Figure 3. The Eden 350/350V has a resolution of 16 micrometers, so it lays down such fine layers that the stair-stepping that plagues other systems is barely noticeable.
Figure 3. The Eden 350/350V has a resolution of 16 micrometers, so it lays down such fine layers that the stair-stepping that plagues other systems is barely noticeable.

 

The material used in the Eden 350/350V is acrylic, available in several colors. That may not sound appealing, but Objet does some interesting stuff with that material. Objet offers a flexible acrylic material in 65 and 75 durometers. Not only can you model rubber-like parts, but you can produce fully functional parts made of actual engineering materials. How's that, you ask? You can rapid prototype a rubber mold and cast your parts. The Objet Eden 350/350V is available in the United States exclusively through Stratasys.

 

Testing Your Metal

 

Plastic parts are all well and good, but what if you need metal? You used to have to make special porous models and infiltrate them with metal, usually a copper-filled alloy. Well, no more. Arcam, a Swedish company, has come out with the Arcam EBM S12 system. This rapid prototyping machine uses actual metal (titanium!) to build its models (figure 4). The machine uses layers of powdered metal melted by an electron beam. Parts are built in a vacuum chamber to minimize impurities and to give the electron beam a clear path. The vacuum also provides better stability and thermal balance. You can go directly into manufacturing with the resulting models—they are real metal and very solid. You might have to do a little final finishing work to clean up any stair-steps the process may leave on the model, but think of the lead-time gains! You could even run prototype molds and shoot plastic parts. Stratasys is selling the Arcam EBM S12 system in the United States.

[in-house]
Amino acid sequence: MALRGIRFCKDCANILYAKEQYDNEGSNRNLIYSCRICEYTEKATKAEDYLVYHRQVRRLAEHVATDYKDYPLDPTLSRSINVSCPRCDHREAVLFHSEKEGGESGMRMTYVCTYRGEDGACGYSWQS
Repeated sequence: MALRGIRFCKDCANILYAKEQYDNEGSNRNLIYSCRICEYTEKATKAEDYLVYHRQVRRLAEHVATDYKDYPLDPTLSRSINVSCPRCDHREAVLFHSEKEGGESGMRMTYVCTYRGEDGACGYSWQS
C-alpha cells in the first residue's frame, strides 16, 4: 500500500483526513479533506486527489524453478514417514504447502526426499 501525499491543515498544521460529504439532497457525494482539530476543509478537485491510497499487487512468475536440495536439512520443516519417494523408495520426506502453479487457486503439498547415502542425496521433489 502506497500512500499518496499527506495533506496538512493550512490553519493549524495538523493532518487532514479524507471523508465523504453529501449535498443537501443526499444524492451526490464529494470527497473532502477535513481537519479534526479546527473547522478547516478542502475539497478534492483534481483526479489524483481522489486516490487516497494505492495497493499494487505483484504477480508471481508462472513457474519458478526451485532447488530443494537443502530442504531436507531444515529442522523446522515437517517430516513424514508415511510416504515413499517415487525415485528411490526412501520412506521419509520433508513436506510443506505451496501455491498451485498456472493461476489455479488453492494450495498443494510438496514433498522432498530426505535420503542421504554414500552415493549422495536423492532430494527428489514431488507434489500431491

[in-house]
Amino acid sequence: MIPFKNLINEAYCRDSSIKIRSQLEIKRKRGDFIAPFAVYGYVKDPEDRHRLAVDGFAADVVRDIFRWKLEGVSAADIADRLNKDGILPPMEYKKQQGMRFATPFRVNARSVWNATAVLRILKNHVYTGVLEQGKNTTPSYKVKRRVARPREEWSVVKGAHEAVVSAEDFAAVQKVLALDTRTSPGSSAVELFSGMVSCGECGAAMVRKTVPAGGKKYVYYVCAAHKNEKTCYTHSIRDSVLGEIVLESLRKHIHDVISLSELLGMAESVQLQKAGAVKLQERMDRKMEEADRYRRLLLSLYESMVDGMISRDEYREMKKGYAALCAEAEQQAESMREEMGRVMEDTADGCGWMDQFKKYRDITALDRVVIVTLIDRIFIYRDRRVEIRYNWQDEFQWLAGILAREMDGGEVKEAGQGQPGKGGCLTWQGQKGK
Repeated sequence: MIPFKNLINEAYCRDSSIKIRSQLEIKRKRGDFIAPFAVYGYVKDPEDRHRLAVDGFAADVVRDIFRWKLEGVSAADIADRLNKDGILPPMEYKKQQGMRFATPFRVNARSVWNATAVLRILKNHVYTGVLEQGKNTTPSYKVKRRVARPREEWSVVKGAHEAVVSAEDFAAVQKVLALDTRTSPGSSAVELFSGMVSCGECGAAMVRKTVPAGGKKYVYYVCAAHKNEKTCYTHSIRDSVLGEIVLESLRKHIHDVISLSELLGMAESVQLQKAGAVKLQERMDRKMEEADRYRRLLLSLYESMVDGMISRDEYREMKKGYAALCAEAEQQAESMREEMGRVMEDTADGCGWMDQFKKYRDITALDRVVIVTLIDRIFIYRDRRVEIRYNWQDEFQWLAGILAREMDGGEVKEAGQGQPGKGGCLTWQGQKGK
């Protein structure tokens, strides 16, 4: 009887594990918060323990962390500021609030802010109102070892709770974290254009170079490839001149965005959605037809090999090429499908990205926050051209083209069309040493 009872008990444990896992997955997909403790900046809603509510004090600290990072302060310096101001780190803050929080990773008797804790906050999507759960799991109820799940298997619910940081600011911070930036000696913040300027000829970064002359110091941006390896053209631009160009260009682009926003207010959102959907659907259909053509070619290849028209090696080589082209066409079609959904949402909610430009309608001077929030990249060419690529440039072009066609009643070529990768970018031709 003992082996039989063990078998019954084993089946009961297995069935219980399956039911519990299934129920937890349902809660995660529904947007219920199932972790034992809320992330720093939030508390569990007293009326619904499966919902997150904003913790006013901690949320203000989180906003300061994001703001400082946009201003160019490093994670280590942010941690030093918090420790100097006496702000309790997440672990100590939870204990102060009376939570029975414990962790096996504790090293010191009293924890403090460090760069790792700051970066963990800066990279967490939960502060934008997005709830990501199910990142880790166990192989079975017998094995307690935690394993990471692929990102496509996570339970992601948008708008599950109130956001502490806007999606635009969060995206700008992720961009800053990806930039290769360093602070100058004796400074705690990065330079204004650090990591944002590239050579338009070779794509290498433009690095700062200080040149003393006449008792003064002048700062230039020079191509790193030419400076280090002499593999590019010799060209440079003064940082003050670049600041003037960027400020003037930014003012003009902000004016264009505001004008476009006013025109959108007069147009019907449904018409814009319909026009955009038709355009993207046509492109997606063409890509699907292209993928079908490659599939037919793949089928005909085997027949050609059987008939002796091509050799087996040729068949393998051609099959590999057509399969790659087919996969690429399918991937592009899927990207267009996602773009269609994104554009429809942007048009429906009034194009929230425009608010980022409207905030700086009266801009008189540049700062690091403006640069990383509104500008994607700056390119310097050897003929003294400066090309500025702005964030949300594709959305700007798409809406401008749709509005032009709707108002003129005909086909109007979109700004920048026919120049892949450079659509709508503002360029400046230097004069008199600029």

Figure 4. Metal parts can be made on the Arcam EBM S12machine, so you can test your prototypes just as you would real parts. In fact, you can even go right into production with them.
Figure 4. Metal parts can be made on the Arcam EBM S12machine, so you can test your prototypes just as you would real parts. In fact, you can even go right into production with them.

 

 

Visions of Grandeur

 

Perhaps you don't need all these bells and whistles, or you're just not sure what you need. Maybe you're just starting out with rapid prototyping.

The InVision LD 3D printer from 3D Systems is a desktop modeler (figure 5). It sits on your desk, right there in your office. At $14,900, approximately one-third the price of larger systems, it's a great place to start. It's relatively quiet (though I can't say I've ever heard a terribly noisy rapid prototying machine), doesn't smell bad and needs no additional equipment for postfinishing models. You can take them right out of the machine and put them to use. Interestingly, the InVision LD 3D printer uses sheet lamination to build its models, much like the old LOMs (laminated object modelers). It uses a plastic sheet, though, not paper. What comes out looks a lot like a stereolithography part.

Figure 5. Having a great rapid prototyping system right on your desk helps you refine designs quickly and efficiently.
Figure 5. Having a great rapid prototyping system right on your desk helps you refine designs quickly and efficiently.

 

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Also in the entry-level range is Z Corp.'s latest model, the ZPrinter 310 Plus, which adopts features first implemented in the higher-end Spectrum Z 510 printer. These additions include a heated build chamber for higher printing speeds.

Resources to get you started
Resources to get you started

 

 

Take Part

 

It's never been a better time to get into rapid prototyping. It's a powerful tool that can help you to produce better designs and sell them to upper management or clients. With new machines pushing the frontiers of capability, it's only going to get better!

Mike Hudspeth, IDSA, is an industrial designer, artist and author based in St. Louis, Missouri.


About the Author: IDSA


About the Author: Mike Hudspeth